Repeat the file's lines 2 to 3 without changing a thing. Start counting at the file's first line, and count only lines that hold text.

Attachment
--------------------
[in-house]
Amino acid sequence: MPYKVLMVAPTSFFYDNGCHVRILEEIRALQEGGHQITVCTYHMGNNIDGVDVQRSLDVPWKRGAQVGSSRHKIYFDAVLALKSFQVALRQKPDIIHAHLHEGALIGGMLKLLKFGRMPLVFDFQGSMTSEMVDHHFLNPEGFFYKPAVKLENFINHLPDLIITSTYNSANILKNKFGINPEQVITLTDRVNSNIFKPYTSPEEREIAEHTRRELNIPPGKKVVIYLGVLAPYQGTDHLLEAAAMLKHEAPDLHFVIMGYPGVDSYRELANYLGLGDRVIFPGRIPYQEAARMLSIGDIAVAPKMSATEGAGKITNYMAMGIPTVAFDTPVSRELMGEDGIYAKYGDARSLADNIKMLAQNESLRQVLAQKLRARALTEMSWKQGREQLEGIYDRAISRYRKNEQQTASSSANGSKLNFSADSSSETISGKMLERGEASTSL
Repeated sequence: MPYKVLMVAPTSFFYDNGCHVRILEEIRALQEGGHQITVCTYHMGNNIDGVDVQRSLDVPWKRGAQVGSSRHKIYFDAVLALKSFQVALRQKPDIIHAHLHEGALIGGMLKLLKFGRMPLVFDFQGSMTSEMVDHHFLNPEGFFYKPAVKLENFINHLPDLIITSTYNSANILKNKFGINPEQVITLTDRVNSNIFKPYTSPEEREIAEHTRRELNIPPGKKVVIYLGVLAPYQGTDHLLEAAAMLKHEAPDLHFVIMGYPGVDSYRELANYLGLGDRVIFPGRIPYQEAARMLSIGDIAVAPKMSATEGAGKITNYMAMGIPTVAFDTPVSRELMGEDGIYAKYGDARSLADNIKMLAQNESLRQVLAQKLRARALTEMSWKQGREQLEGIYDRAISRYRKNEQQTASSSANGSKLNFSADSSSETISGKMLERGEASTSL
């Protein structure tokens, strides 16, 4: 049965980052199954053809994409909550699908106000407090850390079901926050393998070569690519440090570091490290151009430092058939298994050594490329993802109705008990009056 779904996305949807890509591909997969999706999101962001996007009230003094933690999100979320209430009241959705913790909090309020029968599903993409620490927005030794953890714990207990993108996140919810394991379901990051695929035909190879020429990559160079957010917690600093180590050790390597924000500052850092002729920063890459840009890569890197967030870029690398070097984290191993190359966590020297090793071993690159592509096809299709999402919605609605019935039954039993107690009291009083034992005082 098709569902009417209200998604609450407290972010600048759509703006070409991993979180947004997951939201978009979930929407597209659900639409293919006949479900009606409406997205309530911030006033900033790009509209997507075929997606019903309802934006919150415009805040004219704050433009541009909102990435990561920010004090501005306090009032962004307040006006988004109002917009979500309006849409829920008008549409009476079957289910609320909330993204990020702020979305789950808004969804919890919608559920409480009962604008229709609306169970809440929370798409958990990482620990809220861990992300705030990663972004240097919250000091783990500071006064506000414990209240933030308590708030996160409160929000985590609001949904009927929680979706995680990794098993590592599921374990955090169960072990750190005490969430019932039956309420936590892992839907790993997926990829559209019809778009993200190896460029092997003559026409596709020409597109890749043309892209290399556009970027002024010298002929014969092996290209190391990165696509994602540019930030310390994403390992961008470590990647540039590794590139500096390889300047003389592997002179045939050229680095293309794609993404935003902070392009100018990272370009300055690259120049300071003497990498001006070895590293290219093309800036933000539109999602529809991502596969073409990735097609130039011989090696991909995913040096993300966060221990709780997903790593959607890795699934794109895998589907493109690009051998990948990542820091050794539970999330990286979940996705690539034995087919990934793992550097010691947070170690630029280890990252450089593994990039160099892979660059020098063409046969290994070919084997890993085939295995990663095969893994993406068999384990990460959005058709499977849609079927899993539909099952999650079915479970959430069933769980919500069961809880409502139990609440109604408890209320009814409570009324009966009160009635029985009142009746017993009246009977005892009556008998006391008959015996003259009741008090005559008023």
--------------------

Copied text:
Amino acid sequence: MPYKVLMVAPTSFFYDNGCHVRILEEIRALQEGGHQITVCTYHMGNNIDGVDVQRSLDVPWKRGAQVGSSRHKIYFDAVLALKSFQVALRQKPDIIHAHLHEGALIGGMLKLLKFGRMPLVFDFQGSMTSEMVDHHFLNPEGFFYKPAVKLENFINHLPDLIITSTYNSANILKNKFGINPEQVITLTDRVNSNIFKPYTSPEEREIAEHTRRELNIPPGKKVVIYLGVLAPYQGTDHLLEAAAMLKHEAPDLHFVIMGYPGVDSYRELANYLGLGDRVIFPGRIPYQEAARMLSIGDIAVAPKMSATEGAGKITNYMAMGIPTVAFDTPVSRELMGEDGIYAKYGDARSLADNIKMLAQNESLRQVLAQKLRARALTEMSWKQGREQLEGIYDRAISRYRKNEQQTASSSANGSKLNFSADSSSETISGKMLERGEASTSL
Repeated sequence: MPYKVLMVAPTSFFYDNGCHVRILEEIRALQEGGHQITVCTYHMGNNIDGVDVQRSLDVPWKRGAQVGSSRHKIYFDAVLALKSFQVALRQKPDIIHAHLHEGALIGGMLKLLKFGRMPLVFDFQGSMTSEMVDHHFLNPEGFFYKPAVKLENFINHLPDLIITSTYNSANILKNKFGINPEQVITLTDRVNSNIFKPYTSPEEREIAEHTRRELNIPPGKKVVIYLGVLAPYQGTDHLLEAAAMLKHEAPDLHFVIMGYPGVDSYRELANYLGLGDRVIFPGRIPYQEAARMLSIGDIAVAPKMSATEGAGKITNYMAMGIPTVAFDTPVSRELMGEDGIYAKYGDARSLADNIKMLAQNESLRQVLAQKLRARALTEMSWKQGREQLEGIYDRAISRYRKNEQQTASSSANGSKLNFSADSSSETISGKMLERGEASTSL